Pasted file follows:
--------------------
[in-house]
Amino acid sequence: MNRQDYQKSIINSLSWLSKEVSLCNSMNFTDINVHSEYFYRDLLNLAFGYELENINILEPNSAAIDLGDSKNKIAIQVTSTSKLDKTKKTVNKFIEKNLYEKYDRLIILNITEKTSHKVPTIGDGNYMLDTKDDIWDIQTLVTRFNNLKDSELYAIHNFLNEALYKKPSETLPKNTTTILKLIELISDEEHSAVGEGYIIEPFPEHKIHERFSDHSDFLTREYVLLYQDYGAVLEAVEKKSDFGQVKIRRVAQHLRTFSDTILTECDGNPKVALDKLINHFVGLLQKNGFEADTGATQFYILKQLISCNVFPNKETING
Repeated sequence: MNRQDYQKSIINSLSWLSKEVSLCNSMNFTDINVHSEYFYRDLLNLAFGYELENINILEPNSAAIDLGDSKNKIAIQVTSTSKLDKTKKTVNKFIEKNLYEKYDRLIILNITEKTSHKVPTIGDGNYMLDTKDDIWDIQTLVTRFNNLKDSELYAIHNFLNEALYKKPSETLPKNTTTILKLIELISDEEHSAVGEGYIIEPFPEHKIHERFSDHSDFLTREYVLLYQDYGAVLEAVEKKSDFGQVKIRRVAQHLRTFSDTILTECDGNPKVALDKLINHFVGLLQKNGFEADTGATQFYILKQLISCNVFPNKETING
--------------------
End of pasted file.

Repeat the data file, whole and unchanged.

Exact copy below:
[in-house]
Amino acid sequence: MNRQDYQKSIINSLSWLSKEVSLCNSMNFTDINVHSEYFYRDLLNLAFGYELENINILEPNSAAIDLGDSKNKIAIQVTSTSKLDKTKKTVNKFIEKNLYEKYDRLIILNITEKTSHKVPTIGDGNYMLDTKDDIWDIQTLVTRFNNLKDSELYAIHNFLNEALYKKPSETLPKNTTTILKLIELISDEEHSAVGEGYIIEPFPEHKIHERFSDHSDFLTREYVLLYQDYGAVLEAVEKKSDFGQVKIRRVAQHLRTFSDTILTECDGNPKVALDKLINHFVGLLQKNGFEADTGATQFYILKQLISCNVFPNKETING
Repeated sequence: MNRQDYQKSIINSLSWLSKEVSLCNSMNFTDINVHSEYFYRDLLNLAFGYELENINILEPNSAAIDLGDSKNKIAIQVTSTSKLDKTKKTVNKFIEKNLYEKYDRLIILNITEKTSHKVPTIGDGNYMLDTKDDIWDIQTLVTRFNNLKDSELYAIHNFLNEALYKKPSETLPKNTTTILKLIELISDEEHSAVGEGYIIEPFPEHKIHERFSDHSDFLTREYVLLYQDYGAVLEAVEKKSDFGQVKIRRVAQHLRTFSDTILTECDGNPKVALDKLINHFVGLLQKNGFEADTGATQFYILKQLISCNVFPNKETING